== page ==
However, there is an alternative method of settling international disputes and that is state-to-company private arbitration, which tends to occur on an ad hoc basis in more limited settings. For example, when a state and a company want to do business together, say in developing an oilfield, they often draw up a contract. If a country breaks this contract (which happens from time to time, especially when there has been a change of government), the private company seeks to be compensated for damages by pursuing an arbitration settlement before what is basically a voluntary mini-court.
This is a form of investor-state dispute settlement (the term ‘investor’ is understood very widely under international law), but it is limited to the contract’s subject matter, so the consequences of entering into the contract are easier for everyone to foresee.
It is this latter path that the TTIP and TTP are pursuing, but in much more expanded form, because they propose clauses that will create ISDS mechanisms. Unlike individual deals on developing specific natural resources, the TTIP and TTP covers a wide range of what are considered to be investments in the states. Therefore, incorporating these clauses would mean that if a country later makes a law that contravenes the terms of the TTIP or TTP, for example, in the interests of protecting public health, that a company that suffers damages (for example, because they have been making a product that contravenes the new rule) can sue the state for compliance with the treaty, bypassing the normal court system. In other words, foreign companies are placed above the law of the host State through these agreements.
If this sounds like far-fetched paranoia, consider that the citizens of Canada, the US and Mexico are all already living under just such a regime, thanks to NAFTA (the North American Free Trade Agreement).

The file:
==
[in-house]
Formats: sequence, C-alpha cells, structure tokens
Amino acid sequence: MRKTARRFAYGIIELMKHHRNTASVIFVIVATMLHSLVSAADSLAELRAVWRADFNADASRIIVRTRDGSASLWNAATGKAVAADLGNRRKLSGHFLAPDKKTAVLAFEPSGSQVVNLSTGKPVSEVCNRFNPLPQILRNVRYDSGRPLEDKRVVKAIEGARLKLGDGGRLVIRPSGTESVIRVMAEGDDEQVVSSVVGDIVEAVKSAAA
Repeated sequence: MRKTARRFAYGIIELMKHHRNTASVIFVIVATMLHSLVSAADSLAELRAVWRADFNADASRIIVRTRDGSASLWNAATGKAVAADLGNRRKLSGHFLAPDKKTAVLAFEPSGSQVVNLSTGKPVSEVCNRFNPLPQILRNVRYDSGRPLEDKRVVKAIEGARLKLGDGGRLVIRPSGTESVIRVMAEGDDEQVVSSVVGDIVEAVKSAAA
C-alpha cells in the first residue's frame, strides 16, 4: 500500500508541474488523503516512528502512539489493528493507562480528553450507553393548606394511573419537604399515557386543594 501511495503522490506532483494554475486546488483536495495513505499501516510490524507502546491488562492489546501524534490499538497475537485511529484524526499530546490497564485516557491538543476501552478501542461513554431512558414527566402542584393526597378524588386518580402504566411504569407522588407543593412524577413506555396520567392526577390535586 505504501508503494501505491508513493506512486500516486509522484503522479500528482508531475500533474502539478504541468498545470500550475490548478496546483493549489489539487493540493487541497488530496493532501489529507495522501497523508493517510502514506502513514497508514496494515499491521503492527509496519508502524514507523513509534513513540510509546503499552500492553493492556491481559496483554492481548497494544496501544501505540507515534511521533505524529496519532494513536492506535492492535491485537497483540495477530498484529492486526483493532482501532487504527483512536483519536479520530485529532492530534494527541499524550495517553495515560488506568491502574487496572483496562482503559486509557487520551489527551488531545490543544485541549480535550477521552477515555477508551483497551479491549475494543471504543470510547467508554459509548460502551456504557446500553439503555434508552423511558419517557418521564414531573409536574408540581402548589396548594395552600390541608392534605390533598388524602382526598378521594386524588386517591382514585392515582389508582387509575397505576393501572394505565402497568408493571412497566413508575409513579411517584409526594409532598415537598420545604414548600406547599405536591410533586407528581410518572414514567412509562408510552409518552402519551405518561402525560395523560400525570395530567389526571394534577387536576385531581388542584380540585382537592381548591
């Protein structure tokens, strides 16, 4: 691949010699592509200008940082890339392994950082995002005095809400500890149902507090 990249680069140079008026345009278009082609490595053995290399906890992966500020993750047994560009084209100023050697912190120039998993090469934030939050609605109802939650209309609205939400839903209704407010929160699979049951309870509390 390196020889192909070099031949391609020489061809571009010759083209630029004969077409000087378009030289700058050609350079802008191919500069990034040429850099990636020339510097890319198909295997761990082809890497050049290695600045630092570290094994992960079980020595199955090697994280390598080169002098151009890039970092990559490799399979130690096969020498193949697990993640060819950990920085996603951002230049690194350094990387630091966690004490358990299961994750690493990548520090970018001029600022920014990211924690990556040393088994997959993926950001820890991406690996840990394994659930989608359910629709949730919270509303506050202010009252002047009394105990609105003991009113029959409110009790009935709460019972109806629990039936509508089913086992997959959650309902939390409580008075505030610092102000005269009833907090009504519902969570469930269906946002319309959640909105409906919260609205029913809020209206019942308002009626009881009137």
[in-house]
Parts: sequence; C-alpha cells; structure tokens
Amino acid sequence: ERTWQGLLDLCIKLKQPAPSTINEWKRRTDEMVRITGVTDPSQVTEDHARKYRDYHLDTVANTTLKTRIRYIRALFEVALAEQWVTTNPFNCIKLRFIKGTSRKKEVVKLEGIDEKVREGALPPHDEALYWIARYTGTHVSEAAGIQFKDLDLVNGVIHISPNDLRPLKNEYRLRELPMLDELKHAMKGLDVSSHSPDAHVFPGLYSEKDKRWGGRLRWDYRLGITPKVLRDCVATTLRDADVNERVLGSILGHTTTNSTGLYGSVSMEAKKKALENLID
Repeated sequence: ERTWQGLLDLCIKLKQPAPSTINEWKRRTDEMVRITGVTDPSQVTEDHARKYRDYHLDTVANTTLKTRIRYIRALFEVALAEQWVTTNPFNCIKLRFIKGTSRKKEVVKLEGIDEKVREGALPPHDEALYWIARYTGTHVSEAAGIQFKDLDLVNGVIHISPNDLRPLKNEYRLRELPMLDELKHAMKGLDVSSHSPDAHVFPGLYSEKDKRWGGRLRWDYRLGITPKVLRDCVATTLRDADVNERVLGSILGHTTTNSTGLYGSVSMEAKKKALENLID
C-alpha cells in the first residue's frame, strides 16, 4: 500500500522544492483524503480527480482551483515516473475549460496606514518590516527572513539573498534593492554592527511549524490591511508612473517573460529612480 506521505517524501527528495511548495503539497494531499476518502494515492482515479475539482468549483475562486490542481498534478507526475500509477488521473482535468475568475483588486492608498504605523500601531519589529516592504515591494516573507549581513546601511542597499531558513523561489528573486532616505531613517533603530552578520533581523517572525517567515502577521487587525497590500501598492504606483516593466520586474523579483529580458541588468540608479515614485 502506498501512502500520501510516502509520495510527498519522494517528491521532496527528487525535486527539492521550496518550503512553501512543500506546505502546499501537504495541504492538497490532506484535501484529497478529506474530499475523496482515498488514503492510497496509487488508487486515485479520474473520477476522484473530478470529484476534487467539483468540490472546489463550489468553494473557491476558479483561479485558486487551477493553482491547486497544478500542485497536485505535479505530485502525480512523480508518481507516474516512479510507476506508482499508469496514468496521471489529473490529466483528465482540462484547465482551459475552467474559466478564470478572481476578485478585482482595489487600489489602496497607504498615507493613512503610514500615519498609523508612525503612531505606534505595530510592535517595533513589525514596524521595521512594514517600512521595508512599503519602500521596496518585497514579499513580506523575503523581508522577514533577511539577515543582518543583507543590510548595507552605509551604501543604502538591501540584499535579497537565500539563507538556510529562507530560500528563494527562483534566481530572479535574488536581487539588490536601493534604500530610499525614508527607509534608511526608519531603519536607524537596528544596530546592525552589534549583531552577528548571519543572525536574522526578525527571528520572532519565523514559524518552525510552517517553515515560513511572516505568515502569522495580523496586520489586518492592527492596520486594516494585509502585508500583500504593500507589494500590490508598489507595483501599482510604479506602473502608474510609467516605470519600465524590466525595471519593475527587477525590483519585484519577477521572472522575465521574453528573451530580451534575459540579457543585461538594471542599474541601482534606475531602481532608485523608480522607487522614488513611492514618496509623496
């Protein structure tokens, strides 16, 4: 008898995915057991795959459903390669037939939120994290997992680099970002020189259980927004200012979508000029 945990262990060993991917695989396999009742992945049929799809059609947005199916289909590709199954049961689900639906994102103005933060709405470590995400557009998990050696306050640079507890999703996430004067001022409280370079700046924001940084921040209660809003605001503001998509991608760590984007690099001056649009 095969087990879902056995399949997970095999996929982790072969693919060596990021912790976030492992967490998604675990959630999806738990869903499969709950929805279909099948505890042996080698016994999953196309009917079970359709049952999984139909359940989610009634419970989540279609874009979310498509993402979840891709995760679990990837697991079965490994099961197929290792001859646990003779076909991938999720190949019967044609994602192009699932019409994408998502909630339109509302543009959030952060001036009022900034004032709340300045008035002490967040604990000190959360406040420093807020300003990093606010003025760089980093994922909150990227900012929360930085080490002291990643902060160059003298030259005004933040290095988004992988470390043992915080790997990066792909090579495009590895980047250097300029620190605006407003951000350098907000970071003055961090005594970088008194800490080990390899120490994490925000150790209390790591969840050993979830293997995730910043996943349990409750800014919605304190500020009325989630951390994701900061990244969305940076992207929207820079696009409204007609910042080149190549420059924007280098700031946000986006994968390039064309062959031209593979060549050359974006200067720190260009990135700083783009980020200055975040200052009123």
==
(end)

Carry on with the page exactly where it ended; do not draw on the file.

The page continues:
To give but one example, in 1997, two years after NAFTA was concluded, the Canadian government banned the use of MMT in gasoline produced for cars and trucks, due to evidence that it might cause nerve damage when inhaled. The evidence was not 100 percent clear, but the government felt that the risk justified the ban. Ethyl Corporation, an American company and the sole producer of the MMT used in Canadian gasoline, brought a case against the Canadian government alleging that the ban indirectly expropriated it by reducing the value of its manufacturing plant. Canada was forced to repeal the ban, and MMT went straight back into Canadian gasoline for several years before finally being phased out when car manufacturers protested that it harmed their engines.
Voila. ISDS at work.
The EU argues that under its proposal, companies will only be able to sue for compensation, not to repeal legislation, but this could be expensive, and might deter adequate regulation in the future (in addition to the repeal, Canada had to shell out $19 million to Ethyl Corp in compensation). The EU has made some vague noises on the topic of curtailing companies’ ability to claim indirect expropriation, but nothing that amounts to a solid guarantee that the EU would not experience its own ‘Ethyl Corp’ moment.